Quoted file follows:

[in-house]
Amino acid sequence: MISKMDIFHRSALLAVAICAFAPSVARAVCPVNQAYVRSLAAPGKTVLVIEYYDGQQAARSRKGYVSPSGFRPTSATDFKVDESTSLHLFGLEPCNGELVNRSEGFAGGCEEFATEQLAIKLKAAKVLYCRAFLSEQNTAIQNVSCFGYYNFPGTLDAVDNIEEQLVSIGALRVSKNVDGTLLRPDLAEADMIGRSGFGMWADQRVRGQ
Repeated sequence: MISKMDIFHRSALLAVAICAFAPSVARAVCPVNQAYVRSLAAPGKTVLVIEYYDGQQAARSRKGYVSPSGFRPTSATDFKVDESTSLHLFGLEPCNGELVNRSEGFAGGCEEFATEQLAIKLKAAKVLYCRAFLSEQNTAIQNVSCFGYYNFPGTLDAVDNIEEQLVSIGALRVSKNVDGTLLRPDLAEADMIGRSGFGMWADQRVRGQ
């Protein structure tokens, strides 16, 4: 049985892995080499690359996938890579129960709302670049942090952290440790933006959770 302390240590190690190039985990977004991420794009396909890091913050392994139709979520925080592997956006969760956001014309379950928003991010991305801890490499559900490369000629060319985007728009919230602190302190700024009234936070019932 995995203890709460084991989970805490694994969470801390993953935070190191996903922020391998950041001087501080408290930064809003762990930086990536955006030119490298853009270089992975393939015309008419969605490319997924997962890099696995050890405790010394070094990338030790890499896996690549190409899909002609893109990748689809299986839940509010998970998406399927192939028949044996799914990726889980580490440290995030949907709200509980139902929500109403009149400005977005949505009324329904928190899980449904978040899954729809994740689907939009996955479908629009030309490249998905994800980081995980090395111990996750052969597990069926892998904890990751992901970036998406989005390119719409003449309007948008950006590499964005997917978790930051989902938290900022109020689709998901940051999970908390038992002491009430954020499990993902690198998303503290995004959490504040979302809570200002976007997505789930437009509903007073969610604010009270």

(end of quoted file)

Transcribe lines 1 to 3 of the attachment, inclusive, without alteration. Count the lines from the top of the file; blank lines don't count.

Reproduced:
[in-house]
Amino acid sequence: MISKMDIFHRSALLAVAICAFAPSVARAVCPVNQAYVRSLAAPGKTVLVIEYYDGQQAARSRKGYVSPSGFRPTSATDFKVDESTSLHLFGLEPCNGELVNRSEGFAGGCEEFATEQLAIKLKAAKVLYCRAFLSEQNTAIQNVSCFGYYNFPGTLDAVDNIEEQLVSIGALRVSKNVDGTLLRPDLAEADMIGRSGFGMWADQRVRGQ
Repeated sequence: MISKMDIFHRSALLAVAICAFAPSVARAVCPVNQAYVRSLAAPGKTVLVIEYYDGQQAARSRKGYVSPSGFRPTSATDFKVDESTSLHLFGLEPCNGELVNRSEGFAGGCEEFATEQLAIKLKAAKVLYCRAFLSEQNTAIQNVSCFGYYNFPGTLDAVDNIEEQLVSIGALRVSKNVDGTLLRPDLAEADMIGRSGFGMWADQRVRGQ